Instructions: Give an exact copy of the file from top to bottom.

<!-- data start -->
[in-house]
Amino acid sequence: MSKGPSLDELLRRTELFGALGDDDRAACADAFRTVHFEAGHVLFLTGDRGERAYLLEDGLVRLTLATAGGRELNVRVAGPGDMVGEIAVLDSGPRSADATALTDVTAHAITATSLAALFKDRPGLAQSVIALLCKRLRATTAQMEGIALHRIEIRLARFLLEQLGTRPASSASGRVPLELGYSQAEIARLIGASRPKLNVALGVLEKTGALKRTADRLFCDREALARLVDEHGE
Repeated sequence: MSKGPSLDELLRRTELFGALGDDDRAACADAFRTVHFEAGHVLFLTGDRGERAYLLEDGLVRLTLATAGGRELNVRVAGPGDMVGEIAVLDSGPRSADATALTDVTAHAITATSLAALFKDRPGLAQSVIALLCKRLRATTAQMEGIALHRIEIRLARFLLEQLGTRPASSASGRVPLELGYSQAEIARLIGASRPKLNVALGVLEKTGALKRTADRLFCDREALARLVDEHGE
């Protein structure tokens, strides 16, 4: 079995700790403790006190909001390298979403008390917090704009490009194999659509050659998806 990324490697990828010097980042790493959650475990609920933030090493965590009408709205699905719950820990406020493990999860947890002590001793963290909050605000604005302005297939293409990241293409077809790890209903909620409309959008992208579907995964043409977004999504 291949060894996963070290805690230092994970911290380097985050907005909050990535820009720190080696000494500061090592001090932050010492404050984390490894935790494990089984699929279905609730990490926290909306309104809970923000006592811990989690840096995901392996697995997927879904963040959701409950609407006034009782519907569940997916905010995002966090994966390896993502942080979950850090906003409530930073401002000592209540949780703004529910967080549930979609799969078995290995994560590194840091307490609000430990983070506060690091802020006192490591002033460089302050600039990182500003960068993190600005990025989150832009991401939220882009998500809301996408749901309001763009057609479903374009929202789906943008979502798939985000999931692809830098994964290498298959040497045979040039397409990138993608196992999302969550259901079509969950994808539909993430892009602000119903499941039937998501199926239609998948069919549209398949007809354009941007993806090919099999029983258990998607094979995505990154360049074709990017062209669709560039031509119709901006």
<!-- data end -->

[in-house]
Amino acid sequence: MSKGPSLDELLRRTELFGALGDDDRAACADAFRTVHFEAGHVLFLTGDRGERAYLLEDGLVRLTLATAGGRELNVRVAGPGDMVGEIAVLDSGPRSADATALTDVTAHAITATSLAALFKDRPGLAQSVIALLCKRLRATTAQMEGIALHRIEIRLARFLLEQLGTRPASSASGRVPLELGYSQAEIARLIGASRPKLNVALGVLEKTGALKRTADRLFCDREALARLVDEHGE
Repeated sequence: MSKGPSLDELLRRTELFGALGDDDRAACADAFRTVHFEAGHVLFLTGDRGERAYLLEDGLVRLTLATAGGRELNVRVAGPGDMVGEIAVLDSGPRSADATALTDVTAHAITATSLAALFKDRPGLAQSVIALLCKRLRATTAQMEGIALHRIEIRLARFLLEQLGTRPASSASGRVPLELGYSQAEIARLIGASRPKLNVALGVLEKTGALKRTADRLFCDREALARLVDEHGE
């Protein structure tokens, strides 16, 4: 079995700790403790006190909001390298979403008390917090704009490009194999659509050659998806 990324490697990828010097980042790493959650475990609920933030090493965590009408709205699905719950820990406020493990999860947890002590001793963290909050605000604005302005297939293409990241293409077809790890209903909620409309959008992208579907995964043409977004999504 291949060894996963070290805690230092994970911290380097985050907005909050990535820009720190080696000494500061090592001090932050010492404050984390490894935790494990089984699929279905609730990490926290909306309104809970923000006592811990989690840096995901392996697995997927879904963040959701409950609407006034009782519907569940997916905010995002966090994966390896993502942080979950850090906003409530930073401002000592209540949780703004529910967080549930979609799969078995290995994560590194840091307490609000430990983070506060690091802020006192490591002033460089302050600039990182500003960068993190600005990025989150832009991401939220882009998500809301996408749901309001763009057609479903374009929202789906943008979502798939985000999931692809830098994964290498298959040497045979040039397409990138993608196992999302969550259901079509969950994808539909993430892009602000119903499941039937998501199926239609998948069919549209398949007809354009941007993806090919099999029983258990998607094979995505990154360049074709990017062209669709560039031509119709901006």